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The Grand Rebirth

Stamford theater makes its own history

In grade school and college, I didn’t enjoy being taught history, even though I had great teachers. Over the years, I’ve discovered that I absolutely love a good story and history that I can really experience and get my hands on. The beaten path is not my stomping grounds—off the beaten path is where my fascination lies. I love visiting places with a story.

Our January 2018 Texas Co-op Power story The Small-Town Big Screen Revival took you to the Lance Theatre in Rotan and the Grand Theatre in Stamford, two local relics whose stories had fallen silent except in the vivid memories of those who frequented the establishments during their glory years. While dust gathered on the seats, faithful patron-historians dreamed of breathing new life into the theaters, envisioning a night in which the neon marquees would once again beckon folks to the show. While efforts to restore the Lance are still underway, the Grand Theatre is thriving once again.

Built in 1936, the Grand Theatre hosted plays until it was converted for films in the 1950s. The theater flourished for a few decades before changing ownership several times, closing and eventually falling into disrepair. When a previous owner donated the Grand to the Development Corporation of Stamford, community champions knew they had their chance to bring the theater back to life. In doing so, the Grand’s rebirth has sparked a renewed sense of community in Stamford.

The beautiful, handmade snack bar is a work of craftsmanship many modern venues lack.

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With the Grand’s reopening in November 2018, families have enjoyed inexpensive nights at the movies right down the street instead of having to make a trip to Abilene or elsewhere. The theater has the elegant but quaint look and feel of a cinema from the vibrant golden age of film but with the latest digital film and sound technologies delivering a state-of-the-art experience.

Jason Mullins, a local volunteer who is as passionate about his role at the theater as he is about movie news and trivia, operates the projector. The venue’s comfortable leather seats rock and recline and were custom-made to hew to the distinct slope of the floor. Ground-level seating can accommodate 300 moviegoers and provides Americans With Disabilities Act-compliant access. The spacious balcony has room for 50 patrons.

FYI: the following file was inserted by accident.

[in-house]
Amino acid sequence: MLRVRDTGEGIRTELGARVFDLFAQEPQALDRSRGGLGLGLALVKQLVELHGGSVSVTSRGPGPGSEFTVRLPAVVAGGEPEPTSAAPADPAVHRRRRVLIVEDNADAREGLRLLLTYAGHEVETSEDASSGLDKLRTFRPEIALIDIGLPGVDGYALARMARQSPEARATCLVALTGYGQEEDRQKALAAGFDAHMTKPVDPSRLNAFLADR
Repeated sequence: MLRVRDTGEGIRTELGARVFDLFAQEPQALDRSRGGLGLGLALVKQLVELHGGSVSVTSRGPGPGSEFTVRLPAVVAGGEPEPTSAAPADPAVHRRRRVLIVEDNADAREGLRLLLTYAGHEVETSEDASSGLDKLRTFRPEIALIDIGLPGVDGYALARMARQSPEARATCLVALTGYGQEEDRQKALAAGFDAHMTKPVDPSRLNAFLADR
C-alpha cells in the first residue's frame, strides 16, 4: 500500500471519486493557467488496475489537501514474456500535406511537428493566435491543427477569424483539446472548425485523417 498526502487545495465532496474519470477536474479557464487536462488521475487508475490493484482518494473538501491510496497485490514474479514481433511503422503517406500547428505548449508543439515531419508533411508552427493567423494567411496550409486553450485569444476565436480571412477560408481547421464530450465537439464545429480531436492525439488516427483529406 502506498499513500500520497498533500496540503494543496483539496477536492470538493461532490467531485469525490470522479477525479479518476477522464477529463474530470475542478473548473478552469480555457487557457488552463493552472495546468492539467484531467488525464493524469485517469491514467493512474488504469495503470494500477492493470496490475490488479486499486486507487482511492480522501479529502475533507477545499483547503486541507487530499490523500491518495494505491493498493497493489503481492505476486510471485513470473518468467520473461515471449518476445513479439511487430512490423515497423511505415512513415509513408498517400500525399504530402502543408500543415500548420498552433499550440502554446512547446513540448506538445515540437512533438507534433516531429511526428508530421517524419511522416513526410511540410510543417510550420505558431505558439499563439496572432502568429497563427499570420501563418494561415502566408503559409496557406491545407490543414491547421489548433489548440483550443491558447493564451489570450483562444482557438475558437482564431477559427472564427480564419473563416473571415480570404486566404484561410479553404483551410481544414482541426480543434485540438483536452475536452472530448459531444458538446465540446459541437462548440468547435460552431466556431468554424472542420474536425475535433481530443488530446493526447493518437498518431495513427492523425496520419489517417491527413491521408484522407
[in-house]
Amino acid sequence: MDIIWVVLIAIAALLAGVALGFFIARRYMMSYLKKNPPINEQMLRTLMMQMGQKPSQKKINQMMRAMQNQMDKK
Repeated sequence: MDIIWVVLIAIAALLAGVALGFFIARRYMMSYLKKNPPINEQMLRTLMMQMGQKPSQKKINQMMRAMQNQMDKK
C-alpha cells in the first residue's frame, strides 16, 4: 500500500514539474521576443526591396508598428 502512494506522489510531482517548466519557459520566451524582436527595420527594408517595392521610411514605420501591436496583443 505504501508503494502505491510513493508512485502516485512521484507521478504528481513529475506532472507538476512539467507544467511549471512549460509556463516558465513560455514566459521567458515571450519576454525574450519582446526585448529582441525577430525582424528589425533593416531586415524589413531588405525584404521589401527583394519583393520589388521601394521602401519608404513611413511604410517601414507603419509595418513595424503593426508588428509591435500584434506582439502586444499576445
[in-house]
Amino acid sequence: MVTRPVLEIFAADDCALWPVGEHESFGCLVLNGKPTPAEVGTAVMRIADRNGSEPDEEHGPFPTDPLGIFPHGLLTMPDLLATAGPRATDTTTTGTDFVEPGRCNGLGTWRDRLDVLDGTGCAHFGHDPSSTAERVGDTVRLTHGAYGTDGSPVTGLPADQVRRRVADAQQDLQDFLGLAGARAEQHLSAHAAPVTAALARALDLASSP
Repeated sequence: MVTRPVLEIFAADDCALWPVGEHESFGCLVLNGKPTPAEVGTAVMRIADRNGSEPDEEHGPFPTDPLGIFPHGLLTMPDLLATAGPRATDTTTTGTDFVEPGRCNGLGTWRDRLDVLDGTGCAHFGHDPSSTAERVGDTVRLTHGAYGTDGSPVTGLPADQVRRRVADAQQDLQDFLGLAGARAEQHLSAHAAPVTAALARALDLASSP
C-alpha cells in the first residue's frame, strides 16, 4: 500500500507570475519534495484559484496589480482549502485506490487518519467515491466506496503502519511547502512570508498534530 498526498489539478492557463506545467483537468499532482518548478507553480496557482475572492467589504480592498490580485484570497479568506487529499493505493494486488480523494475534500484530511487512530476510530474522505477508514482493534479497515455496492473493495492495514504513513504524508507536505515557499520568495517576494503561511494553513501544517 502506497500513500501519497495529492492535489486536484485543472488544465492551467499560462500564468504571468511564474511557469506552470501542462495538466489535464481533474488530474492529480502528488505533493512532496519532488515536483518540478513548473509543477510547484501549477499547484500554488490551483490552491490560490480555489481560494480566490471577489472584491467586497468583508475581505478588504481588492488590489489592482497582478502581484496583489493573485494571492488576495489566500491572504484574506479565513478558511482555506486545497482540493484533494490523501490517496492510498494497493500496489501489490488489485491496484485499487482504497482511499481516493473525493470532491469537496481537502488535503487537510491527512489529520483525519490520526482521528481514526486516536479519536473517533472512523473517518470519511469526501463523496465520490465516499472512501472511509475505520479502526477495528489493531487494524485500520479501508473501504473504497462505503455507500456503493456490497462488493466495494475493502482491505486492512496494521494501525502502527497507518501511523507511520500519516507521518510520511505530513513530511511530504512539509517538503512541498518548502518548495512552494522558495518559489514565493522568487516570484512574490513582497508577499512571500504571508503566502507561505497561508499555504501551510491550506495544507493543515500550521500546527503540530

While the seating, decor and moviegoing experience at the Grand are certainly impressive, the stories and memories housed within its walls are where its real riches lie. Suzanne Haterius-Fusaro, the Grand’s general manager, shared a few of the stories that make the theater a priceless piece of living history.

Haterius-Fusaro and Jason Mullins pose in front of the Grand’s state-of-the-art digital projection equipment. “In the old days, the film would break during the middle of a film,” Haterius-Fusaro said. “With this digital system, we don’t have to worry about that.” The films arrive in cartridges—similar in size and shape to VHS cassettes. “We just pop it in the machine and hit play!”

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“People can sponsor seats in honor of someone, as a memorial, etc.,” she said, gesturing to a specific chair. “The Grissoms came here on their first date,” she said, adding that when Janan Grissom found out the theater would reopen, she paid to sponsor a chair in the spot where she and her husband sat on their first date. Grissom gave it to her husband as a Christmas gift.

“My parents met here in 1955,” Haterius-Fusaro said, pointing out the chairs her brother, “Pancho,” sponsored in their memory. “The chair that says ‘Pancho’—that is my brother’s nickname—my sister and I sponsored in honor of him. His father passed away in WWII but, as a boy, Pancho was the chaperone for my mother and father’s dates here. He loved going to The Grand and getting lost in the elegance of the stars on the silver screen.”

“Pancho,” Haterius-Fusaro’s brother, whose father was killed in WWII, considered himself to be his mother’s chaperone. He was there when Vivian and Milton met. Suzanne and her sister sponsored this seat in honor of their older brother.

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Speaking of those who are memorialized in the theater, Haterius-Fusaro said, “I figured I’d just line folks up—even though they’re no longer here, they would have enjoyed sitting together.” Another set of sisters sponsored a chair at the Grand as a living memorial to their mother. “Every chair has a story here.”

The story of the Grand has been picked up by the Abilene Reporter-News, as well as newspapers in Dallas, Austin, Temple, Big Spring and even as far away as Idaho—bringing compliments, comments and curiosity from near and far.

While the Grand’s history likely won’t be captured in any history textbooks or classes, it is displayed here in grand fashion—pun intended.

The plaques on the seats give a small nod to the relationships that blossomed here, memories of which can now live on through generations to come. Those stories and being able to revisit days gone by are what makes the Grand truly special.

Search for @grandtheatrestamford on Facebook or visit its website, grandtheatrestamford.com, for showtimes. You also can call (325) 773-2222 or email grandtheatrestamford@gmail.com for more information. The Grand is located at 118 E. Hamilton St. in Stamford.